What It's About

For over 2,000 years, the Human Race expanded across the four quadrants of the Milky Way Galaxy, colonizing more than 10,000 planets. Then, the entire Commonwealth of the Galaxy collapsed and most people believe it was because humanity pissed off a powerful alien super-race that wiped out most of the Commonwealth, leaving behind only the smallest most remote worlds.

2,000 years later, the colonies of Sapphire and Republic in the Outer Pegasus Quadrant have recovered starflight technology. Working together, they have launched the mighty Pathfinder Ship Pegasus on a 300 year mission to rediscover humanity’s lost worlds. 

Prime Commander Bill Keeler of Sapphire – a sarcastic, drunk who never expected to command a starship -- serves as Pegasus's captain. His conniving shrew of a First Officer, Goneril Lear, plots ineptly to take over the command she believes should have been hers. And he has a Tactical Officer who likes to blow stuff up.

Rounding out the main characters are a smokin' hot shuttle pilot, a Navigator who can see the future, a talking cat, a less attractive shuttle pilot, a wildly unstable Artificial Intelligence, and a really smart guy who helps Keeler with "that technical stuff." Pegasus's crew of Sapphirean libertarians and Republicker authoritarian collectivists will have to learn to work together to accomplish their mission.

Each book takes the crew to a new and different world (sometimes more than one). 2,000 years of social evolution have produced a wildly divergent range of civilizations. Some of them can't even be considered human anymore, even in the loosest sense of the word. (They've become, like, dragonflies and dolphins and such.)   

Also, in the darkness between the stars, a terrifying enemy awaits.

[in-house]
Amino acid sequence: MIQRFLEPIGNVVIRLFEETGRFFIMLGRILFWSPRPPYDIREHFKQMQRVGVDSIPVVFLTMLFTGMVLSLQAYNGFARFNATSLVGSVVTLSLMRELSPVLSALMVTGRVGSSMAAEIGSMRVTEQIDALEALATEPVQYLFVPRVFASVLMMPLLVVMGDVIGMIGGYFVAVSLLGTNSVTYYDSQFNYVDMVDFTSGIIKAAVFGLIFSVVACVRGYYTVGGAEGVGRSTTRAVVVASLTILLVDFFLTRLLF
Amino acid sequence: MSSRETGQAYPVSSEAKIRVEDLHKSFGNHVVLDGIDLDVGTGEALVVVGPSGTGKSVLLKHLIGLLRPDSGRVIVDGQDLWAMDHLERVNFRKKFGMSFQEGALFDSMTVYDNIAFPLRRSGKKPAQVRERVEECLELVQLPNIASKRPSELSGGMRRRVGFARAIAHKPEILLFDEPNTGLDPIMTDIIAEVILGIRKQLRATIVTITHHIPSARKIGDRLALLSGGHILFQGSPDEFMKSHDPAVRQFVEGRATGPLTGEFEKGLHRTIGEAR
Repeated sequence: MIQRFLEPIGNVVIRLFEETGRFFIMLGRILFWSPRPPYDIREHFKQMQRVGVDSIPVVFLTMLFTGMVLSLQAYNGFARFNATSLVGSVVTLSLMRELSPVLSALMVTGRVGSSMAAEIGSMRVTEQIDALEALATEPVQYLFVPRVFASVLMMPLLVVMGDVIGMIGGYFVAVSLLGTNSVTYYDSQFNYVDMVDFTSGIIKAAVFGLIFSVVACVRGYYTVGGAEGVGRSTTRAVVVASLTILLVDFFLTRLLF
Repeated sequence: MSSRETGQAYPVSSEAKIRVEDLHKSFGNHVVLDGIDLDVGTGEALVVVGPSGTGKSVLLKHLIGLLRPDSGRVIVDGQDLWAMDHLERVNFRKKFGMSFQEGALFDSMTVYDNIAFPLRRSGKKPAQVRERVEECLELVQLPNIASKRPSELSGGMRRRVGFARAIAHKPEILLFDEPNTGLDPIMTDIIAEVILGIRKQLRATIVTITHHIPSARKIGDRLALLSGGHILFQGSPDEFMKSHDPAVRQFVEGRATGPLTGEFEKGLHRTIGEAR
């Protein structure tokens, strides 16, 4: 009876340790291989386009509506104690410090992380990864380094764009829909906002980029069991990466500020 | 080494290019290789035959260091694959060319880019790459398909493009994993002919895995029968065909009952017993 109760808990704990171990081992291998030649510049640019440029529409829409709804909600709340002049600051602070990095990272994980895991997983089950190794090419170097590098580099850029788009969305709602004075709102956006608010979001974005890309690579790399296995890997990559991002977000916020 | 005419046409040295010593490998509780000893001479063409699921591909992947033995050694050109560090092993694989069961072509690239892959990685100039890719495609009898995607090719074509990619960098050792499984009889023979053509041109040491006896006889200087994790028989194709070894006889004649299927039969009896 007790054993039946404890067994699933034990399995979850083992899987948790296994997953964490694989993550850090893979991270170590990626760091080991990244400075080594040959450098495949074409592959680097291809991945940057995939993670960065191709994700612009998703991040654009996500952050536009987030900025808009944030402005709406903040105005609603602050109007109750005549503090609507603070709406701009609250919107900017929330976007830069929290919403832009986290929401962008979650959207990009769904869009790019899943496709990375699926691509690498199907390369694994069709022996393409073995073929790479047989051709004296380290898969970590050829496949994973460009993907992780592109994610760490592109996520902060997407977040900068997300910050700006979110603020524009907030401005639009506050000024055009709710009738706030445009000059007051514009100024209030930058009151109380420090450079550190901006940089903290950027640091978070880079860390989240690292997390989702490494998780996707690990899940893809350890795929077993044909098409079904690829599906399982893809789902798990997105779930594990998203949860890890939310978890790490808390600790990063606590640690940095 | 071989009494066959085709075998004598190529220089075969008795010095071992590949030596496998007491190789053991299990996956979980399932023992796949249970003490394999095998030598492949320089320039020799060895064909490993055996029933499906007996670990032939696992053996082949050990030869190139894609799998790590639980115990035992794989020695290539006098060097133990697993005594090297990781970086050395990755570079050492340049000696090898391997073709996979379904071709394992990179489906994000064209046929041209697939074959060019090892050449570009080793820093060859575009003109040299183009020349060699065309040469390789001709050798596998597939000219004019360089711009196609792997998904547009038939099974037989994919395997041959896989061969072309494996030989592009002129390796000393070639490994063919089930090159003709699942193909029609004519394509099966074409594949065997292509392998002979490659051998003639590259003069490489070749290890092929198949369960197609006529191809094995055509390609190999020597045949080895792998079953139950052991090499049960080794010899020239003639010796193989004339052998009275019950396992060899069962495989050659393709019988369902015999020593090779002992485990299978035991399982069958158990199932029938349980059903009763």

Author's Notes: Back the early 2000's, it was hard to find the kind of sci-fi I liked; stories with crazy situations and humor that weren't afraid to take on big ideas. The original Hitch-Hiker's Guide to the Galaxy trilogy (of course), Terry Pratchett's Discworld Books, Red Dwarf ... that type of thing. Those kinds of series were fun because they took tired, played out tropes like time-travel, genetic engineering, and wizardry and put hilarious twists on them. That willingness to parody, poke, and laugh at

In the 21st Century, sci-fi has been dominated by two genres. The first is the "gritty re-imagining" genre. The Ron Moore take on Battlestar Galactica is probably the best example of this because at the time it was pretty fresh. And then, everything got a gritty reboot including The Bionic Woman and Knight Rider. Even BSG, toward the end, was bordering on camp with its gritty grimness. And then the even-worse trend happened and sci-fi was hijacked by the social justice left and became tedious, boring, and terrible. Neither genre... the gritty reboot nor the social justice lecture... is any fun. I wanted to read books that were fun, so I wrote them myself.

So what Worlds Apart has always been about is me writing the kind of science fiction and adventure no one else was doing any more; the kind that makes me laugh while at the same time exploring big ideas about how every society is a product of its history and environment. That, to me, was the interesting part; delving into the societies of the planets Pegasus visited and working through how they ended up the way they did.

And for all my bluster about wanting to be rich, I've made more than half the books free to download and priced the rest affordably at Amazon. I really want people to read and enjoy these stories. 

What It's About